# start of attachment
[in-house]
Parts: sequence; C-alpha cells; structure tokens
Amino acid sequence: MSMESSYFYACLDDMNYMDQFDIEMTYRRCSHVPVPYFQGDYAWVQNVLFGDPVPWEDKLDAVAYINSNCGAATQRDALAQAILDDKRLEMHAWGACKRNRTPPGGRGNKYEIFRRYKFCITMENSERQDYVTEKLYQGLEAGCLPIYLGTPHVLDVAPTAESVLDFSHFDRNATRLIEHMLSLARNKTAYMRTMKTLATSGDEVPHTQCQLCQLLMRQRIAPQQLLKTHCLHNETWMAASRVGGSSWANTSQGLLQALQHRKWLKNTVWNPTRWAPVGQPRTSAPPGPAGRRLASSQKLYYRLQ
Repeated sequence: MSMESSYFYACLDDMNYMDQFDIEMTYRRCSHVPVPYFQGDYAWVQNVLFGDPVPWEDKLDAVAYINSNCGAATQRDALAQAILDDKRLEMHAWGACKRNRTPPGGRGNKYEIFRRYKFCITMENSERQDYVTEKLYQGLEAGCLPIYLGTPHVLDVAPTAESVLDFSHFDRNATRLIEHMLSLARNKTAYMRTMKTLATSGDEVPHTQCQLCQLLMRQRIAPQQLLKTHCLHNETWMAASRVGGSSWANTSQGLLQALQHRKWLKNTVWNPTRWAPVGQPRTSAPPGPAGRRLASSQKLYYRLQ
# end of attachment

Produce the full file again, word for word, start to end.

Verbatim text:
[in-house]
Parts: sequence; C-alpha cells; structure tokens
Amino acid sequence: MSMESSYFYACLDDMNYMDQFDIEMTYRRCSHVPVPYFQGDYAWVQNVLFGDPVPWEDKLDAVAYINSNCGAATQRDALAQAILDDKRLEMHAWGACKRNRTPPGGRGNKYEIFRRYKFCITMENSERQDYVTEKLYQGLEAGCLPIYLGTPHVLDVAPTAESVLDFSHFDRNATRLIEHMLSLARNKTAYMRTMKTLATSGDEVPHTQCQLCQLLMRQRIAPQQLLKTHCLHNETWMAASRVGGSSWANTSQGLLQALQHRKWLKNTVWNPTRWAPVGQPRTSAPPGPAGRRLASSQKLYYRLQ
Repeated sequence: MSMESSYFYACLDDMNYMDQFDIEMTYRRCSHVPVPYFQGDYAWVQNVLFGDPVPWEDKLDAVAYINSNCGAATQRDALAQAILDDKRLEMHAWGACKRNRTPPGGRGNKYEIFRRYKFCITMENSERQDYVTEKLYQGLEAGCLPIYLGTPHVLDVAPTAESVLDFSHFDRNATRLIEHMLSLARNKTAYMRTMKTLATSGDEVPHTQCQLCQLLMRQRIAPQQLLKTHCLHNETWMAASRVGGSSWANTSQGLLQALQHRKWLKNTVWNPTRWAPVGQPRTSAPPGPAGRRLASSQKLYYRLQ